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Wednesday, October 12, 2016

Mr. President You Have 24 Hours To Cast Your Vote Or Be Kicked Off The Island #DesignatedSurvivor #ABC #3weekroundup

Mr. President You Have 24 Hours To Cast Your Vote Or Be Kicked Off The Island #DesignatedSurvivor #ABC #3weekroundup

All Pictures Courtesy of ABC

Yes, that headline may seem overly long, meandering and pointless, not to mention it refers to three different shows all in one, but those dialed into TV will come to realize just how genius it was and then you’ll be all like, “Oh, Michael, your wit is amazing. How do you do it?” and I’ll shoulder shrug, “It’s what I do.” Or you’ll probably just connect all the dots and shoulder shrug yourself and not even care. That hurts my feelings. It’s time for another 3-week roundup of a new show. Designated Survivor, you’re on deck.

ABC’s new show Designated Survivor stars Kiefer Sutherland (most recently of 24 fame; Huh! Huh! The 24 hours reference in the title. Yeah, you get it. Don’t roll your eyes at me) as one of the lowly cabinet members of the current fictional president. His character, Tom Kirkman, is the current Secretary of Urban Housing and Development, one of those cabinet positions that you’re not really sure exists and sounds like nothing more than a glorified landlord for American cities. That is until one fateful night during the presidential address. In a breathtaking opening scene for the first episode, he looks out of his window from a secluded office area and can see the capitol on fire during the state of the union. The show thrusts us into the chaos immediately (showing us just how amazing and riveting this show could be from jump) before peeling back the clock to show us 15 hours earlier.

Fifteen hours earlier it was business as usual on The Hill. A busy day, the president’s office is preparing for the State of the Union later that night while taking care of other business: lobbying for support for other new government plans, making strategic conflict moves against our foreign terror enemies, etc. One of the last things the President needs to be bothered with is the Housing plan proposed to him by his lowly Urban Housing secretary; in fact, in a meeting with him, the President has a far different plan.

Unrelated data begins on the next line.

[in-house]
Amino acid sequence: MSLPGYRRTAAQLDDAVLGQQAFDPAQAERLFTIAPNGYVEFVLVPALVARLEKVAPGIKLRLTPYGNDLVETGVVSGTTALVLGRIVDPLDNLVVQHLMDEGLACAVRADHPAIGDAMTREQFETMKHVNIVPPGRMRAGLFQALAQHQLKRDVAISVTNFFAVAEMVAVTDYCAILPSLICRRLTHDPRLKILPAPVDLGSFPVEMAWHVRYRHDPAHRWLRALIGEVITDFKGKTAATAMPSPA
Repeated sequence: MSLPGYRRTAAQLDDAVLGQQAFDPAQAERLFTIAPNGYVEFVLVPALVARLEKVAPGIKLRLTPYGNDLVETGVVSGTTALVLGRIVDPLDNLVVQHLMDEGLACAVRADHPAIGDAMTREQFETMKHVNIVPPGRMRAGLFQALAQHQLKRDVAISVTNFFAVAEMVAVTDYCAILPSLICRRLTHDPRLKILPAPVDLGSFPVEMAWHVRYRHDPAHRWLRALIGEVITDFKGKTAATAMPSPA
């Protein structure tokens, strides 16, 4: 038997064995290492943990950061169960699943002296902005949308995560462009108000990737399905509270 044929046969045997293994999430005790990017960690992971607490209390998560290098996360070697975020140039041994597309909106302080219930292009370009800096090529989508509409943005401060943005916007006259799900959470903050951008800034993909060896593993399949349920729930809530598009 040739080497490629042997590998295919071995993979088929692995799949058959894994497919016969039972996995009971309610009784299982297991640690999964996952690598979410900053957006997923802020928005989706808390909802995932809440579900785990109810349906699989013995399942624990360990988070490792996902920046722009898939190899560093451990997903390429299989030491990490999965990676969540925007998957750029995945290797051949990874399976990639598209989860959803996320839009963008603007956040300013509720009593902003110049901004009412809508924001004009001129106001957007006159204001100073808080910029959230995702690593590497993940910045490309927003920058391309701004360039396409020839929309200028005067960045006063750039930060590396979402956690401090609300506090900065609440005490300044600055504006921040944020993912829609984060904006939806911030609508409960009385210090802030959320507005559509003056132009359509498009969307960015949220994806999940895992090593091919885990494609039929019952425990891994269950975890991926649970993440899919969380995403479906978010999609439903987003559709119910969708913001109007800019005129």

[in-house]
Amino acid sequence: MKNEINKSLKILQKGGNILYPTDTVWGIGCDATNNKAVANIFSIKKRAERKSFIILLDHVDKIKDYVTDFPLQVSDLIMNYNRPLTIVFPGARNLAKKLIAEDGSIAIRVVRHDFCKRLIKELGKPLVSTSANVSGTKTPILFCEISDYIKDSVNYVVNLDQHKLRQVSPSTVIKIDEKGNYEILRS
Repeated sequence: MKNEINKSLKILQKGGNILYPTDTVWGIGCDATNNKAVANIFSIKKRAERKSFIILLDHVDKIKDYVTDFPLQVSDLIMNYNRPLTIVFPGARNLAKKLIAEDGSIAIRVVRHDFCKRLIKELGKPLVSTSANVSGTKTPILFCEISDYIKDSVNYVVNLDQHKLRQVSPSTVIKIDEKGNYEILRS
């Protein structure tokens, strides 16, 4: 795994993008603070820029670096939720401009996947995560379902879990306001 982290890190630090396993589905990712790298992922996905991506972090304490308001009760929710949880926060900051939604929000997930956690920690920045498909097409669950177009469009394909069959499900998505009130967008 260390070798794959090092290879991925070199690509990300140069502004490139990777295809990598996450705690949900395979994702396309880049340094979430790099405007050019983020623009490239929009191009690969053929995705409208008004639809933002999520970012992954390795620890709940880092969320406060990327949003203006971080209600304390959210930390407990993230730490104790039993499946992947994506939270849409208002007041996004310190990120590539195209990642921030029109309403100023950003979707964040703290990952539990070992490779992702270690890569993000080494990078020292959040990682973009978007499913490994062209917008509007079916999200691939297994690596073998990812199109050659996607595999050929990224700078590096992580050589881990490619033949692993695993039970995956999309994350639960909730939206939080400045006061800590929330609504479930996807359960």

For years, Tom (forgive me if I slip up and call him Kiefer every now and then because that might be easier) and the President have gotten along, even though their agendas seem to run counter. He chose Tom because he was a good guy, but sadly he feels the man doesn’t have a single political bone in his body. He’s not ostensibly cut out for the D.C. atmosphere, not to mention the President sees him almost as dead weight (and you know what we do to dead weight). With that in mind, the President proposes a plan to shift his job. Technically, he is not firing Kiefer, though it can be seen as that to some people. Technically. Instead, he’s shifting his position/pushing him toward a job as an ambassador in Canada somewhere (I think they said Alberta). This way he still gets to maintain a job in government while staying out of the President’s finely coiffed hair.

Naturally, this ambassadorship would require a move to Canada, something which his wife, Alex Kirkman (played by veteran Natascha McElhone) wants no part of. The kids are settled, their oldest son, a teenager, only has a few years more of high school, and their daughter looks like she’s still in elementary, equipped with an early bedtime and fluffy teddy to lull her to sleep. A move is the last thing she wants, especially now that she loves her job (I think she’s an attorney, but the hectic show has only mentioned it twice). They debate about the positives and negatives, and he jokingly but half-not-jokingly says that he’ll commute from Canada to D. C. and back.

And then they get a call. “What’s a designated survivor?”

Tag Me In Barry O